The big question resulting from Tuesday’s election is what it means for Philadelphia and the people who call the city home.
That’s what I’m wondering. And being a full-time pessimist, well, let’s just say that I’m feeling a disturbance in The Force.
Right now the media seems to be having an outright love-affair with the new faces who will be taking their places on City Council. Wait . . . love-affair? Yes, I sense a kind of euphoria in the reporting about Kendra Brooks (a Helen Gym ally), Jamie Gauthier (who won in the primary over Jannie Blackwell) and new at-large members Isaiah Thomas and Katherine Gilmore Richardson.
Brooks is quoted as saying “I am going to be true to who I am. Part of making decisions is getting people to move on bills you want, but I’m not going in there to make friends. I’m going in there to build a movement and pass policy.”
Build a movement? What, exactly, does that mean? There’s my natural pessimism showing, speculating about motivations, reasons and goals. Will Philadelphia see significant reductions in poverty and violence and an increase to address the anemic funding of our public schools? Will we see an influx of family-sustaining jobs into the city or, instead, more government hand-outs that really don’t impact the reduction of poverty? These are the questions that make me go…hmm.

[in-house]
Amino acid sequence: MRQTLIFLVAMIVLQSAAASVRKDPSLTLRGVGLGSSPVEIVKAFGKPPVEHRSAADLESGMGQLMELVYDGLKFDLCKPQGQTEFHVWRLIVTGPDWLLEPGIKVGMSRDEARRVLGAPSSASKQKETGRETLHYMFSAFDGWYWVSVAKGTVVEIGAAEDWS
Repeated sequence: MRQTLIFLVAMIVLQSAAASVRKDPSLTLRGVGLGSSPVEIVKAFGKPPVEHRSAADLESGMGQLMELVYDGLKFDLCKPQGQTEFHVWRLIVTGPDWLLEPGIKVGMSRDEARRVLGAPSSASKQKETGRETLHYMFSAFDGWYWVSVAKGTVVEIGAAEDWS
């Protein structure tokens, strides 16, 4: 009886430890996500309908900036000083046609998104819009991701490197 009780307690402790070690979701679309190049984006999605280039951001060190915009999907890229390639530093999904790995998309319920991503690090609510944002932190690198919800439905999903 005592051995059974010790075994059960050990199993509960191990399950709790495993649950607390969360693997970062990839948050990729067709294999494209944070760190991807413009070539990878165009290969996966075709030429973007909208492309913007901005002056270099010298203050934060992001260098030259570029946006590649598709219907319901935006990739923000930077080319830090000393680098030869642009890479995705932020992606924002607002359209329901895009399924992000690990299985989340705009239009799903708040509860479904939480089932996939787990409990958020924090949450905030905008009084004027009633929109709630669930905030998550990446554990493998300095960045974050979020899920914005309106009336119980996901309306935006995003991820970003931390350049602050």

Then we have the re-election of Mayor Jim Kenney. Republican challenger William Ciancaglini received 52,537 votes to Kenney’s 213,390. I am not a fan of this mayor. I’d like to be, but pushing through a regressive tax that hurts the very people it’s supposed to help (Pre-K: It’s for the kids) doesn’t endear me to the administration.
Numbers tell part of the story but to me, it’s the tip of an iceberg. Yes, more people turned out for the November election than did for the primary. There are 1,062,588 voters registered for this election. The still-unofficial tally of total people who voted is around 284,885. That leaves 777,703 people who didn’t get out to vote. Let’s spell that out; plainly speaking, over seven hundred thousand Philadelphians (of various ethnicities) did not exercise their Constitutional right.
As a result, we’re getting the kind of government we deserve. Joseph de Maistre, a 19th Century French lawyer, political philosopher and diplomat said that. It’s worth Googling his name to learn other thoughts he had.
Here’s what I think of what Tuesday’s election results mean, locally and nationally:
I think America needs to raise a skeptical eyebrow regarding the Democratic Party’s heavy leaning to leftist political ideology and an apparent wishy-washy Republican response.
And, I think, with the current social romance with the musical Hamilton, Americans would do well to reflect on the history of the high cost of attaining and maintaining our free society.
I’m going to close with a quote from French political thinker Alexis de Tocqueville (Google him, too). “Democracy extends the sphere of individual freedom, socialism restricts it. Democracy attaches all possible value to each man; socialism makes each man a mere agent, a mere number. Democracy and socialism have nothing in common but one word: equality. But notice the difference: While democracy seeks equality in liberty, socialism seeks equality in restraint and servitude.”
Larry Milleris a Special Projects Manager in Ceisler Media's Philadelphia office.